My reading style has evolved with age. Previously, I will complete a book before I start on another, i.e. a serial reader. But now, I find that I can start three four books concurrently, and complete at different times. Obviously, I will sometimes come across a book that I will read to finish within two three days. Perhaps because I am so used to multiplexing projects during my work career, that this skill has laterally transferred to my reading brain!

So, I have read 30 books since my last update on this topic in Jan 2018. I do have significant travel time this year, so, I may not be able to sustain the pace for 2019. Regardless, I will complete 100 books way before June 2021.

One final thought provoking question to you, my reader. Clearly you enjoy reading. And clearly you have a good circle of friends. How often do you gift books to friends that will just influence their life trajectory? Isn’t that a beautiful idea to contemplate?

“A reader lives a thousand lives before he dies . . . The man who never reads lives only one.” – George R.R. Martin

After wading into the retirement pool ….

Here’s an edited piece I recently wrote in a FB Closed Group about preparing for retirement.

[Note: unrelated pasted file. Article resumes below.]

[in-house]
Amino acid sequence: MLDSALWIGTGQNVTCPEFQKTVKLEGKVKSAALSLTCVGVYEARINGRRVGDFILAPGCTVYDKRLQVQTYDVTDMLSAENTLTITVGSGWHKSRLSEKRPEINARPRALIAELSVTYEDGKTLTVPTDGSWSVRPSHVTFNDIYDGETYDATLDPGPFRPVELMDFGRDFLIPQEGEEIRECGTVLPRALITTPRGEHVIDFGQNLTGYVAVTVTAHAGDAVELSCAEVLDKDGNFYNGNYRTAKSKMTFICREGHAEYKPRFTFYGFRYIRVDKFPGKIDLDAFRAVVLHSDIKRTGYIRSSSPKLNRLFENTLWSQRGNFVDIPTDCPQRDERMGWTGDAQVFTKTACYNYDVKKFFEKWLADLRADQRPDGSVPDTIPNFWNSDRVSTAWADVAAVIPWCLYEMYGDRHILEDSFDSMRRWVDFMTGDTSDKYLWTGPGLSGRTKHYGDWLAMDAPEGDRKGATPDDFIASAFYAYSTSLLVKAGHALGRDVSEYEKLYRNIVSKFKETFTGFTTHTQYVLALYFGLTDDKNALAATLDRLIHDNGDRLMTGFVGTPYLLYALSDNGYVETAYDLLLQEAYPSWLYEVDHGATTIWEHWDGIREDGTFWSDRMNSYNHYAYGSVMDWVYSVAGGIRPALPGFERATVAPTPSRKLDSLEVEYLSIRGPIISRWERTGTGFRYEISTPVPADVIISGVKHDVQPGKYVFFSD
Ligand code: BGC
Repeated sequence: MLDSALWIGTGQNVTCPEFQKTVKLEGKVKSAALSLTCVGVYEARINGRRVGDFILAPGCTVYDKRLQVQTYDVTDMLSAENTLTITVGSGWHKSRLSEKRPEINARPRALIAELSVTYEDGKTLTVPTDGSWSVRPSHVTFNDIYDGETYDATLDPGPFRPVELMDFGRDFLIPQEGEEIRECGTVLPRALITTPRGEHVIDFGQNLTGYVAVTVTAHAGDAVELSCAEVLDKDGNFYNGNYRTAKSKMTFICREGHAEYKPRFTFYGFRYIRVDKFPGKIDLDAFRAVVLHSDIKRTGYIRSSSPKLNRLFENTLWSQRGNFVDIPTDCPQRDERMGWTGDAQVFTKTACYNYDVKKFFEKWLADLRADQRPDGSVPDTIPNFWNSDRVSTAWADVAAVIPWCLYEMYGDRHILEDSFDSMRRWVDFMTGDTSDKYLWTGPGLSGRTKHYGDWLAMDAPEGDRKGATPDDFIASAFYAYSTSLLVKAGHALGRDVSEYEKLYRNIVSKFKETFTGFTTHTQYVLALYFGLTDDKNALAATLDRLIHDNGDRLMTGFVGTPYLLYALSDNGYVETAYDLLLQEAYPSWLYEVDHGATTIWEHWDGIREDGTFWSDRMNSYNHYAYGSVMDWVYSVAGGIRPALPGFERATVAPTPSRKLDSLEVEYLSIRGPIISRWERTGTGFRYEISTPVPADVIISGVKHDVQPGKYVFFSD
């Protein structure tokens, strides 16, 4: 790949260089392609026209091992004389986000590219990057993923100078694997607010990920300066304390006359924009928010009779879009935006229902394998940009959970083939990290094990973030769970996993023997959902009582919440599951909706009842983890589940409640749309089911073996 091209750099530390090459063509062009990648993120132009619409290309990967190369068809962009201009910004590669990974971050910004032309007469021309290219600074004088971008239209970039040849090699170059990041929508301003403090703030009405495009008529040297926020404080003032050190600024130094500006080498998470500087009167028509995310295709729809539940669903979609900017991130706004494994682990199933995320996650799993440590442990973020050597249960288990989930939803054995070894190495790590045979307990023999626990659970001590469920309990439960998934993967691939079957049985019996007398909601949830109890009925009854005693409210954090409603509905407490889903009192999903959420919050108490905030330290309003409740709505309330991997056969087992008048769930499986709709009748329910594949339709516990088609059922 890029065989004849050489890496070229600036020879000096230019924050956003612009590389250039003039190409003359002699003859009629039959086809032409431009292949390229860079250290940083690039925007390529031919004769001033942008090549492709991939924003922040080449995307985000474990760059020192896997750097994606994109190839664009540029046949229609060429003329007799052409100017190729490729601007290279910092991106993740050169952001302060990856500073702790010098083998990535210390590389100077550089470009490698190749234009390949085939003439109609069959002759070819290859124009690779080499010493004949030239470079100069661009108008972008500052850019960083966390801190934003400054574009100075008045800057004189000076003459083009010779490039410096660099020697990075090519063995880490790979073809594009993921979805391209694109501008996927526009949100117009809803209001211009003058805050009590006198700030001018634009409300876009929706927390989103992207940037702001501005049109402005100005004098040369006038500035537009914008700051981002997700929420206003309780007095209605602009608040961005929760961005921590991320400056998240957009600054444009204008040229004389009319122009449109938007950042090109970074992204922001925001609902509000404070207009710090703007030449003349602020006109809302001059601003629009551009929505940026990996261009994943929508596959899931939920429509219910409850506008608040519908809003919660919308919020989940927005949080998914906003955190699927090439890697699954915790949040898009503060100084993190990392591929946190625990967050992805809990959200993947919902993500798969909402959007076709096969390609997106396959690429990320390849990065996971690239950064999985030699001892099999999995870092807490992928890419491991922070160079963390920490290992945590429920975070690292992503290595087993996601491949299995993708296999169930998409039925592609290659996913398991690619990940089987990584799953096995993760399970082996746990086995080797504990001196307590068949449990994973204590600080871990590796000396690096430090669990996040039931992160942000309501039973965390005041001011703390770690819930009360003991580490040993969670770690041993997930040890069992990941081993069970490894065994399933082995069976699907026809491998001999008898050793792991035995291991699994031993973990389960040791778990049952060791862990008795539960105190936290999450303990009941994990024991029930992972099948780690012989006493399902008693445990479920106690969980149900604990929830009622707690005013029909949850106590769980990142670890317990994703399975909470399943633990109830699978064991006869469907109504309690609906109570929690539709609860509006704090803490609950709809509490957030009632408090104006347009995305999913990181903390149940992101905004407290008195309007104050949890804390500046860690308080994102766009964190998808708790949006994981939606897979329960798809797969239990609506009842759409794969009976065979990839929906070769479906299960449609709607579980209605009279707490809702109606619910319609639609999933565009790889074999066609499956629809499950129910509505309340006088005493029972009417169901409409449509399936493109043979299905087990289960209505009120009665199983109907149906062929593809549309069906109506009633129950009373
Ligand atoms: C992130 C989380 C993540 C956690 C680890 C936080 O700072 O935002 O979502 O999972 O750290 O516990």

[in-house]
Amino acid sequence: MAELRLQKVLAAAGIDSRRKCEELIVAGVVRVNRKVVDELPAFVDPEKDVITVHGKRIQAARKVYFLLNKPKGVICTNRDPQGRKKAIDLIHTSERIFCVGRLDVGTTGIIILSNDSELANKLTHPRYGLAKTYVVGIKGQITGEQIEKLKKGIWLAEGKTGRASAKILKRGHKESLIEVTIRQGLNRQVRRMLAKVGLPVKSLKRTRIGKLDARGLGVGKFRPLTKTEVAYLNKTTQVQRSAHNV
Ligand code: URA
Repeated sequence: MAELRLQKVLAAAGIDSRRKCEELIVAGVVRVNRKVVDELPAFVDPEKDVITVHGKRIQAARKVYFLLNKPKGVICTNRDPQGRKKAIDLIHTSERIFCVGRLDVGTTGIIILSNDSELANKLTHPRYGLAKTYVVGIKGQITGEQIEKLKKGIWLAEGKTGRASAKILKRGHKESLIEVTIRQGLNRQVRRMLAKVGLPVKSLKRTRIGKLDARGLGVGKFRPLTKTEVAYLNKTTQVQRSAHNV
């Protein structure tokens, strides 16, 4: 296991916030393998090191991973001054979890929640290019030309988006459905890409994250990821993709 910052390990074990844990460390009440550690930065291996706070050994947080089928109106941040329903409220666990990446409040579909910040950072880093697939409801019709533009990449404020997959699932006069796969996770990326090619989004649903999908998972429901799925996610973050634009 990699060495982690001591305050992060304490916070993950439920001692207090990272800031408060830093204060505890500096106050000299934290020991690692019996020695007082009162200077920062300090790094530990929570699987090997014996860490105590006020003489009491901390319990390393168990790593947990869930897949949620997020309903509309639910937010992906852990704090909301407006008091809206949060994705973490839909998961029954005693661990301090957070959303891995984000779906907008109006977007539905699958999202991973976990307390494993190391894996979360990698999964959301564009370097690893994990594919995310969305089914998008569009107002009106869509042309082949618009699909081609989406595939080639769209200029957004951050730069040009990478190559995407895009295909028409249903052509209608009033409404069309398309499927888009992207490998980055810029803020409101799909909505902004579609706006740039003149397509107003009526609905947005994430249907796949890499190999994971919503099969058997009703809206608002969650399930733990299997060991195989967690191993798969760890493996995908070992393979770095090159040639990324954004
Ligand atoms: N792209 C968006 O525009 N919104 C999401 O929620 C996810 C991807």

1. Figure out your purpose in this next stage of life. This is important as a number of Types A’s identity are so intimately identified to job, role and work circles, that they may go adrift come retirement.

2. Strengthening bonds with family and loved ones should become a priority in retirement. They are the ones who will shed tears at your funeral. They are the ones who will cherish memories of you. Many of your friends will not feel that deeply. Know the few friends who will, and treat them like family.

3. It’s easy to fill up our calendars with cherished or long wished-for pursuits or activities (e.g. travel, reading, golfing, etc). What is more difficult is determining the circle of friends that you want to strengthen the bonds with. Many in the work circles may not wish to continue the connections (and this could be mutual). So, finding friends that one can retire gracefully with, is an often over-looked task. This gets complicated if one downsizes or relocates to a totally different locale. But the beauty of that different locale is the beginning of a new adventure, finding new circles of friends that align, complement or broaden one’s outlook on life.

4. Consider volunteering, and giving back. Focusing one’s energy on continuing to make money part time, on the side, diminishes one’s heart. A very poor legacy for children and grandchildren.

We have but one life.